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Understanding The Accounting Cycle For Your Small Business

The accounting cycle, also referred to as the accounting process of the bookkeeping cycle, is a bookkeeping process that involves converting your business’s raw data into financial statements for a particular period. 

 

When you talk about the accounting cycle for your business, you could be referring to its financial data for a particular month, quarter, or even year. 

 

While you can capture the raw data manually in books, Excel, and Google sheets, technology has revolutionized the process over the years. 

 

Accounting software makes this process simpler, especially if you have little to no training in accounting. That way, your small business can take advantage of this less sophisticated process to produce financial statements that are crucial in decision-making. 

 

As a small business owner, you are provided with accurate data on your business’s profitability, debt load, and cash flows.

 

Are you looking for accounting software? The Best online accounting software for SMEs

 

Steps In The Accounting Cycle

Steps in the accounting cycle depend on the bookkeeping method you adopt, accrual basis, or cash basis. The difference between these two is mainly when you recognize revenue and expenses. 

 

The accrual method involves revenue recognition when you earn it and expenses when you bill them, even if they are not paid. On the other hand, the cash method is where you recognize both revenue and expenses when money changes hands.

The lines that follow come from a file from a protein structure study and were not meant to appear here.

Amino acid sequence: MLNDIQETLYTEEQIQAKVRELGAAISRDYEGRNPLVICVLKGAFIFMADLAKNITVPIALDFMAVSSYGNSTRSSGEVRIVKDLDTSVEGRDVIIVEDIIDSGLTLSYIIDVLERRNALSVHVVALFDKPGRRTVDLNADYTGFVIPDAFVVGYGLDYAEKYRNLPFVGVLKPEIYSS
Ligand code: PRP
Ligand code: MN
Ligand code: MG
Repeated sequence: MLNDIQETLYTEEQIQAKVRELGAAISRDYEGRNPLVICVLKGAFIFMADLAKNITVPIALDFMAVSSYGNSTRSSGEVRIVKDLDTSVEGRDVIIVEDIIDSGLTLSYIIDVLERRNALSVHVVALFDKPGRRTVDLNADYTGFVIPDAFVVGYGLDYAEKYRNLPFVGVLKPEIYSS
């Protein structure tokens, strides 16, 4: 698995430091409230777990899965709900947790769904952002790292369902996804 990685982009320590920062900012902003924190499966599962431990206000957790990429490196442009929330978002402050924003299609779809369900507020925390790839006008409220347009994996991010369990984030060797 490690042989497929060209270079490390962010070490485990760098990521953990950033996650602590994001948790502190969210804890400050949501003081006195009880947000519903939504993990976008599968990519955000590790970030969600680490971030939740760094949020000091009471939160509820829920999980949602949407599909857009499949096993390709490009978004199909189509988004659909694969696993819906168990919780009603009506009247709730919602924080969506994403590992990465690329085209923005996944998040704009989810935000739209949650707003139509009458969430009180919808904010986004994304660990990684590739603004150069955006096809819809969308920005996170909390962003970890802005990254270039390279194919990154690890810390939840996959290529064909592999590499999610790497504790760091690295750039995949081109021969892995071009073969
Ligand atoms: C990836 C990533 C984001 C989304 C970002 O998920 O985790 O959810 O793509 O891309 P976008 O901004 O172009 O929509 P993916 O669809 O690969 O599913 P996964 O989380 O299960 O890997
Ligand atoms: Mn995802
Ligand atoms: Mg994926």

That said, below are the main steps in the accounting cycle:

 

Identifying Your Business’s Transactions

You should record every transaction in your business books, whether sales or expenses incurred. While at it, ensure that you save documents like receipts and invoices to support your transactions. These are the documents that auditors and the taxman use as evidence of your business transactions. 

 

It is important to separate your personal finances and business finances. So, as you sort your documents, ensure that you separate the two. If you do not have a separate bank account for your small business, now is the time to open one. 

 

Recording Transactions as Journal Entries

Now that you have all your documents in order, the next step is to record them as journal entries. A journal entry helps you track your business transactions. So, ensure that you enter the transactions as they happen. If you can’t do it daily, try to do the entries weekly. 

 

The type of recording you use will depend on whether you use cash or accrual. If you are using the cash method, you can use the single-entry method that doesn’t require you to make multiple entries. 

 

But, if you are using the accrual basis, you will do a double-entry accounting principle. The double-entry means each transaction has a debit and an equal credit entry. 

 

Related post: Are You Tracking Your Business Expenses?

 

Posting Entries to The General Ledger

The general ledger is more of a summary of your business’s transactions. It provides you with all debit and credit entries showing all the transactions done over time. 

 

So, your business should have the 5 main GLs:

 

  • Assets
  • Liabilities 
  • Expenses 
  • Income / revenue 
  • Equity 

 

Have you created a chart of accounts? How to Create a Chart of Accounts For Your Small Business

 

Prepare a Trial Balance

A trial balance is an accounting worksheet that summarizes the balance of all ledgers into the debit and credit column totals that are must be equal. 

 

Your main aim of generating a trial balance is to ensure that all the entries in your business bookkeeping system are mathematically correct.

 

Analyzing & Reconciling The Trial Balance